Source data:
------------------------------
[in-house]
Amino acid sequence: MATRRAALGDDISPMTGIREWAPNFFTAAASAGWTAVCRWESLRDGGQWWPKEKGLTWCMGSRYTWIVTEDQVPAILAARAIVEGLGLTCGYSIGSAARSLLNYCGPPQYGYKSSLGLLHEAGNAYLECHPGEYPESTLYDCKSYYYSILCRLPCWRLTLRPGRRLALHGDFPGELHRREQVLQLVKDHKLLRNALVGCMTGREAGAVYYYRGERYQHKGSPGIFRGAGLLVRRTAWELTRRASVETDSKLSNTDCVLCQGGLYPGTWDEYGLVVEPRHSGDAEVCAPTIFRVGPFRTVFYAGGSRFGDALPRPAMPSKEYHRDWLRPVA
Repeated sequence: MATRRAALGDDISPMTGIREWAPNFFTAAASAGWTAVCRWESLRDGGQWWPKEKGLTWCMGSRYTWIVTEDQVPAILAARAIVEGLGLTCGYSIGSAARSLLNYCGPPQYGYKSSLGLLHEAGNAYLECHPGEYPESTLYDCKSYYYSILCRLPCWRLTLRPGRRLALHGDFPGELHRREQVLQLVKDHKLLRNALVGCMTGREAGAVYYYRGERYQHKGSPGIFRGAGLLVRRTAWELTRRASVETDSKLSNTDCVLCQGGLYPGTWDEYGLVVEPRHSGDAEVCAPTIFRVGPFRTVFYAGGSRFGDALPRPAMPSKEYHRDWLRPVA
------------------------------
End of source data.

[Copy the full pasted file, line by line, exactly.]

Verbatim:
[in-house]
Amino acid sequence: MATRRAALGDDISPMTGIREWAPNFFTAAASAGWTAVCRWESLRDGGQWWPKEKGLTWCMGSRYTWIVTEDQVPAILAARAIVEGLGLTCGYSIGSAARSLLNYCGPPQYGYKSSLGLLHEAGNAYLECHPGEYPESTLYDCKSYYYSILCRLPCWRLTLRPGRRLALHGDFPGELHRREQVLQLVKDHKLLRNALVGCMTGREAGAVYYYRGERYQHKGSPGIFRGAGLLVRRTAWELTRRASVETDSKLSNTDCVLCQGGLYPGTWDEYGLVVEPRHSGDAEVCAPTIFRVGPFRTVFYAGGSRFGDALPRPAMPSKEYHRDWLRPVA
Repeated sequence: MATRRAALGDDISPMTGIREWAPNFFTAAASAGWTAVCRWESLRDGGQWWPKEKGLTWCMGSRYTWIVTEDQVPAILAARAIVEGLGLTCGYSIGSAARSLLNYCGPPQYGYKSSLGLLHEAGNAYLECHPGEYPESTLYDCKSYYYSILCRLPCWRLTLRPGRRLALHGDFPGELHRREQVLQLVKDHKLLRNALVGCMTGREAGAVYYYRGERYQHKGSPGIFRGAGLLVRRTAWELTRRASVETDSKLSNTDCVLCQGGLYPGTWDEYGLVVEPRHSGDAEVCAPTIFRVGPFRTVFYAGGSRFGDALPRPAMPSKEYHRDWLRPVA